The Secaucus Board of Education has proposed a $33.1 million budget for next school year, a spending plan that calls for a 3.3 percent increase in the school tax portion of property taxes, but which is below the new state mandated 2 percent tax cap.
Almost all of the budget – $32.1 million – is funded by local taxpayer dollars, with the rest coming from federal and state aid and grants. Although Gov. Christopher Christie took away every penny of state aid to the Secaucus Public School District last year, a move that forced the district to spend down its nearly $800,000 reserve, some state aid was restored for the 2011-2012 school year. For the 2011-2012 school year Secaucus will receive $280,000 (after debt service fee).
“We had to cut approximately $1.8 million from our current [2010-2011] budget because costs continue to go up.” – Cynthia Randina
If the voters approve the tax levy, the average assessed Secaucus home worth $160,000 will see an increase of $4.58 a month, or $55 a year, in school taxes. (The school board uses a different home assessment value than the municipality.) School taxes are added to municipal and county taxes to make up the overall tax rate paid by residents.
Consolidate and eliminate
In her budget presentation to the community on March 24, Schools Superintendent Cynthia Randina continued many of the themes that have become familiar to residents who have attended budget hearings in recent years.
“We are faced with having to keep pace with rising costs in the area of fuel, in the area of health benefits, salary costs, and general operating costs,” Randina said. “We had to cut approximately $1.8 million from our current [2010-2011] budget because costs continue to go up.” Sill, she added, “[Despite] huge cuts to our budget, we have attempted to preserve and add to our schools.” Randina said she hoped her presentation would demonstrate “how we did our share in minimizing the budget impact on our residents.”
All expenditures and cuts, Randina said, are now guided by a new mission statement recently developed by her administration. Money, she said, will be spent only on expenses that are critical to classroom instruction, health, and safety.
To bridge the funding gap, Randina said that she, Acting Board Administrator Ron Smith, and the trustees consolidated positions and various resources. Specifically, next year the school system will:
• Cut the number of hours school building are open, to “essential use only. That includes not using our buildings on Sundays,” Randina said. Afterschool program hours will be cut back.
• The district is planning to further cut energy costs, as it did in the 2010-2011 school year. The district has done an energy audit and is part of an initiative spearheaded by the New Jersey Meadowlands Commission to install solar panels throughout Secaucus.
• Staff vacations will be approved with an emphasis on reducing the need for substitutes and aides.
• Extracurricular activities and athletic programs that have low student involvement will again be eliminated, as several were in the 2010-2011 school year. Which specific programs might be on the chopping block has yet to be decided, Randina said last week.
• To reduce health care expenses for employees, Randina said the school district will solicit bids for health care providers.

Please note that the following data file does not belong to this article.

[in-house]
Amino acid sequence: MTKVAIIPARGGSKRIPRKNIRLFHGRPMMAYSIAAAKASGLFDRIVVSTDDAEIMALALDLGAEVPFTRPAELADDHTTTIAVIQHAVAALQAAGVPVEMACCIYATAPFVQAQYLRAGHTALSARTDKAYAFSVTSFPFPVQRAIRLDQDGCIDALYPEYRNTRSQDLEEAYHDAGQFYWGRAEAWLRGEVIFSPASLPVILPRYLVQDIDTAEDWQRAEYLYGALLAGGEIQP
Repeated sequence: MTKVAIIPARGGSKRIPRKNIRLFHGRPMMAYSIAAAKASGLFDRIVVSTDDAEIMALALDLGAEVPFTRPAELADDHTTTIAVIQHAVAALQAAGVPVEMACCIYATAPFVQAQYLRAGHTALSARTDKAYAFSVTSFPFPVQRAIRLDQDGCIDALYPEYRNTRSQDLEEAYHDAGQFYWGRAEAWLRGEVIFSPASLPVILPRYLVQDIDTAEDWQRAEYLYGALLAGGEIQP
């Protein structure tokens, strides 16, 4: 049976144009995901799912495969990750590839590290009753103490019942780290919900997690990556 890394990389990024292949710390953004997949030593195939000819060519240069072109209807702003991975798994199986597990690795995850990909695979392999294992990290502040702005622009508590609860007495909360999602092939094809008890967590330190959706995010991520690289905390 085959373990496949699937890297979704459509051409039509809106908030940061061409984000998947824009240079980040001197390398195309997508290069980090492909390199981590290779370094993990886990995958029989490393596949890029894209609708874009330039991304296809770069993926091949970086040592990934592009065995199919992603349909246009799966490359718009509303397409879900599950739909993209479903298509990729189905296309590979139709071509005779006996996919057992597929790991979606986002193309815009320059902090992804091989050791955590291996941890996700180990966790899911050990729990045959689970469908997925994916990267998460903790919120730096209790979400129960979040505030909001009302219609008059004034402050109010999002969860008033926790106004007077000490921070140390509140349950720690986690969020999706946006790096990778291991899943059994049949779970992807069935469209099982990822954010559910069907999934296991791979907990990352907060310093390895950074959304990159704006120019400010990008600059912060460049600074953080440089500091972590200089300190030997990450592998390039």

• Staff positions that become vacant due to retirements will be refilled on a case by case basis. Nonessential support staff positions that are assigned outside the classroom will either be consolidated or eliminated.
After the 2010-2011 budget passed last year, the Secaucus Education Association (SEA), the local teachers’ union, was taken aback when a handful of teachers received preliminary lay-off notices. (State law requires that teachers be notified in the spring if there’s a possibility they may not be hired back for the fall term.) Most of the teachers who received the preliminary layoff notices, were, however, hired back for the current school year.
But some parents have asked whether teachers could again receive pink slips even if the 2011-2012 budget passes.
In response to this concern Randina said last week, “As per BOE accountability regulations, we can only hire based on student needs. Until all scheduling, student Individualized Education Programs and retirements have been taken into consideration, we’re not able to answer this question at this time. If any reductions in staff are warranted, we will notify staff…by May 15 of non-renewal of their contract.”
Rejection a possibility?
Because the proposed budget includes a 3.3 percent tax increase that follows a 2.5 percent increase last year, some board members and other town officials are concerned that overstretched taxpayers could reject it at the polls.
Should this happen, the budget will go before the Secaucus Town Council. The council would likely work with the Board of Education to make more cuts.
In the unlikely event of an impasse between the two bodies, the town could ask Acting Hudson County Schools Superintendent Tim Brennan to step in to arbitrate the matter.
“When the budget is returned to the Town Council,” said Brennan, “the governing body may do nothing, or it may suggest reductions. It can suggest reductions in both dollars or [in the types of programs to be cut]. …The budget would only come to me for my review if, say, the Town Council wanted to cut $5 million and the schools superintendent said, ‘With this cut, I am not longer able to offer the coursework that would lead students to pass the tests associated with the state’s institutional standards.’ ”
Brennan has approved the proposed budget that will be presented to voters later this month.
SEA President Robert Anderson said the union will support the budget.
E-mail E. Assata Wright at email@example.com.